The Hygiene of the Vocal Organs
Publication details: 1886. Belmar, NJ: Edgar S. Werner & Co.
Who was Sir Morell Mackenzie? (1837-1892) A British physician who became a pioneer in the emerging specialty of laryngology. He helped found one of the first “Throat Hospitals” in Europe (in London in 1863), and wrote a number of books, including The Use of the Laryngoscope in Diseases of the Throat (1865).
What is The Hygiene of the Vocal Organs: A Practical Handbook for Singers and Speakers? This book addresses Mackenzie’s views on issues such as the training of the singing voice, its anatomy, and vocal registers. He also presents a contemporary review of the controversy regarding these issues—and his skepticism as to usefulness of vocal science in voice teaching. Manuel Garcia (see A Complete Treatise) made criticisms of an early edition of Mackenzie’s book in a medical paper published in Berlin. In the 7th Edition of this book, Mackenzie interpolated these comments and presented his rebuttals to them.
Great Quotes from The Hygiene of the Vocal Organs:
“The physiology of the vocal organs is a very difficult subject in itself, and its obscurity has been deepened to almost Cimmerian darkness by the dust and smoke of angry controversy. The sober scientist has shown an unphilosophical proneness to rage and imagine vain things…” (Mackenzie 26)
“Indeed, with the exception of certain points relating to the falsetto register, the laryngoscope can scarcely be said to have thrown any new light on the mechanism of the voice. This will no doubt be a hard saying for many vocalists who look upon the little mirror as a sort of magic glass in which the whole secret of Nature’s workmanship is made visible to the eye.” (Mackenzie 35)
“[During laryngoscopic examination] the parts must, therefore, be seen under more or less artificial conditions, which may lead the observer utterly astray as to the normal state of things.” (Mackenzie 37)
“The subject of the registers has been much debated by the learned, and still more perhaps by the unlearned; it is the “Eastern question” of vocal physiology…[but] the actual mechanical principles involved are only two… This division of the voice is fundamental, all others being based either on convenience for teaching purposes, or on fantastic notions derived from subjective sensations or erroneous laryngoscopic observations.” (Mackenzie 53)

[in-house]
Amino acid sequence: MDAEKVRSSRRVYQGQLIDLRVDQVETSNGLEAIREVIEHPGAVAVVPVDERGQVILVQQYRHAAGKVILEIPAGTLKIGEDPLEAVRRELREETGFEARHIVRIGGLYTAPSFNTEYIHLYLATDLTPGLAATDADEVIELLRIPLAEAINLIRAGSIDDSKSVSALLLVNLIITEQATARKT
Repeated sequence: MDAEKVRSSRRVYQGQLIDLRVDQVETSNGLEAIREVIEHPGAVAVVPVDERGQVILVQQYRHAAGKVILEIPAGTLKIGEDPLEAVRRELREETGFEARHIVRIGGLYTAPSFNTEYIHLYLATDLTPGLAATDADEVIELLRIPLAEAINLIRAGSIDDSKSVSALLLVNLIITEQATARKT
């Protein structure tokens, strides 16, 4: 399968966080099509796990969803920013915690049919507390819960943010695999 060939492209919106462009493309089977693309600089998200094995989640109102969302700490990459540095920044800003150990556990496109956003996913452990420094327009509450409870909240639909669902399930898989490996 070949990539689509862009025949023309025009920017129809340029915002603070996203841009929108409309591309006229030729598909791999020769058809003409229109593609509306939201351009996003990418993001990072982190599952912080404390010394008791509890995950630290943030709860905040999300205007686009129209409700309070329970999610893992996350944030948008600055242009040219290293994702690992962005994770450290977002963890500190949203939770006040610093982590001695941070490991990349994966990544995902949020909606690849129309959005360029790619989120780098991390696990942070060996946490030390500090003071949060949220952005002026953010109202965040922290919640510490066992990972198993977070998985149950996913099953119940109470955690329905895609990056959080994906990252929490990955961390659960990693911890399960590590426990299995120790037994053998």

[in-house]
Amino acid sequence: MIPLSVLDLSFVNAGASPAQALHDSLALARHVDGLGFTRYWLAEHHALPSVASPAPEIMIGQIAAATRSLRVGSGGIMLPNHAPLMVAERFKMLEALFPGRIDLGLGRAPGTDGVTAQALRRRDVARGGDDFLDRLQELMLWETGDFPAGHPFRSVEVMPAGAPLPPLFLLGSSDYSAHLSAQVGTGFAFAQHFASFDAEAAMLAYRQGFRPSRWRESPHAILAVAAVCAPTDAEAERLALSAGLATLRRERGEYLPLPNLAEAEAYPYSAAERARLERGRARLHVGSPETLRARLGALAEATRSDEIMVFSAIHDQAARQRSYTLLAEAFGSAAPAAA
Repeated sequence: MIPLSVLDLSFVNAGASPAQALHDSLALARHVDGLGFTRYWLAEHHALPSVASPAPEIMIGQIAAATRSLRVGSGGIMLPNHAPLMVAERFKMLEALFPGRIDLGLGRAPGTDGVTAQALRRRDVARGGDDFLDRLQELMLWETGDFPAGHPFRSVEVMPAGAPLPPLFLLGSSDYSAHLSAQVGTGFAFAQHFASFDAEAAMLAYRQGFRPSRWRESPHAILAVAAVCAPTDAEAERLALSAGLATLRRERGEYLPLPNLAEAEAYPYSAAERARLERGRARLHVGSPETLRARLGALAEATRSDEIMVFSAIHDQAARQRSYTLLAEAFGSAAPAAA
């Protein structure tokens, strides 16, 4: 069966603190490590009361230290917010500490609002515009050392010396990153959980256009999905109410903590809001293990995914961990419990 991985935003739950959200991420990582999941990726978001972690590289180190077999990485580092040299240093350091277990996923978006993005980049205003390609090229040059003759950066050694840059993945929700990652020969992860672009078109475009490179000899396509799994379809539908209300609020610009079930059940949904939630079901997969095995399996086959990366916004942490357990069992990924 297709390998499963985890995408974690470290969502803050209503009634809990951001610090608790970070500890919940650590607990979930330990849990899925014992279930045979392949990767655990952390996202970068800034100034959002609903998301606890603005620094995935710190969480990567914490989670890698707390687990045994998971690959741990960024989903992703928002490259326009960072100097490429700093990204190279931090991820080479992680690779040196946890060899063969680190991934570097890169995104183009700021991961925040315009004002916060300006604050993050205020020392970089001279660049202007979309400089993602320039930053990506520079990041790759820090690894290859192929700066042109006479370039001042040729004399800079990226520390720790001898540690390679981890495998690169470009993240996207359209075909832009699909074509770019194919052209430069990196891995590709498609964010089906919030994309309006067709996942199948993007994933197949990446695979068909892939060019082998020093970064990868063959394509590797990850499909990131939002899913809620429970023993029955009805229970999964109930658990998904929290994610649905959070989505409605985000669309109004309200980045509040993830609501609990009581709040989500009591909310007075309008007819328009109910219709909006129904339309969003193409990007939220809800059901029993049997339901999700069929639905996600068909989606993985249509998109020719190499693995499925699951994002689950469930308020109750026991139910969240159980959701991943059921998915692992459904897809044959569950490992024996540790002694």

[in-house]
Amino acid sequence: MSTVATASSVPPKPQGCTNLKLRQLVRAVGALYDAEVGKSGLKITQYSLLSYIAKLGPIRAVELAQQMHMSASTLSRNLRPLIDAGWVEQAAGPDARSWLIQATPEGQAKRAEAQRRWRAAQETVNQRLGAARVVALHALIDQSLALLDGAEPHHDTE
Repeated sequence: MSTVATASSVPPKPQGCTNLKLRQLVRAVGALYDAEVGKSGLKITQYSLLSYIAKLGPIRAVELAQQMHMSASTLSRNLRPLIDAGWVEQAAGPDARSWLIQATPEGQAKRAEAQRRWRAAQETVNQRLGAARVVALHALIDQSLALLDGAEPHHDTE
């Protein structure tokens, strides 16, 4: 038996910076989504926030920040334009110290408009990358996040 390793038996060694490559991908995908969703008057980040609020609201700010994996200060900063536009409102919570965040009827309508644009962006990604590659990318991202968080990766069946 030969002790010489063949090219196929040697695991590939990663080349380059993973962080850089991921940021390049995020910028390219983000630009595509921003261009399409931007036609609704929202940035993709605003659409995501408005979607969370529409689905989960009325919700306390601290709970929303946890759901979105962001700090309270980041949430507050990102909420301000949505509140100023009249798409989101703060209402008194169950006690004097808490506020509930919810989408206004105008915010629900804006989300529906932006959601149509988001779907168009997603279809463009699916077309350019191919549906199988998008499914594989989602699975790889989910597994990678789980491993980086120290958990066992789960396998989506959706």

“The old Italian masters who knew little and cared less about the science, but were profoundly skilled in the art, of singing, trained their pupils’ voices with a success certainly not inferior to that of our modern professors armed with their laryngoscopes, spirometers, stethometers, and other vocicultural implements.” (Mackenzie 86)
“The teaching of singing by anatomy is an absurdity worthy of Laputa. What would be thought of a dancing master who should begin his course with an elaborate exposition of the structure of the lower limbs?” (Mackenzie 90)
“The old Italian masters taught that in inspiration the anterior abdominal wall should be slightly drawn in, and this method was practically for more than 150 years.” (Mackenzie 99)
“It is necessary that this twofold function of the soft palate should be thoroughly understood by the voice trainer, as the muscles which move it can be educated just like those of any other part.” (Mackenzie 231)
Hover the cursor over any quote to pause it.
Note: The quotes I have selected do not necessarily reflect my own views on the subjects they address, and they may not be scientifically accurate. They were chosen because they are representative of the author’s views. –Dr. Nielsen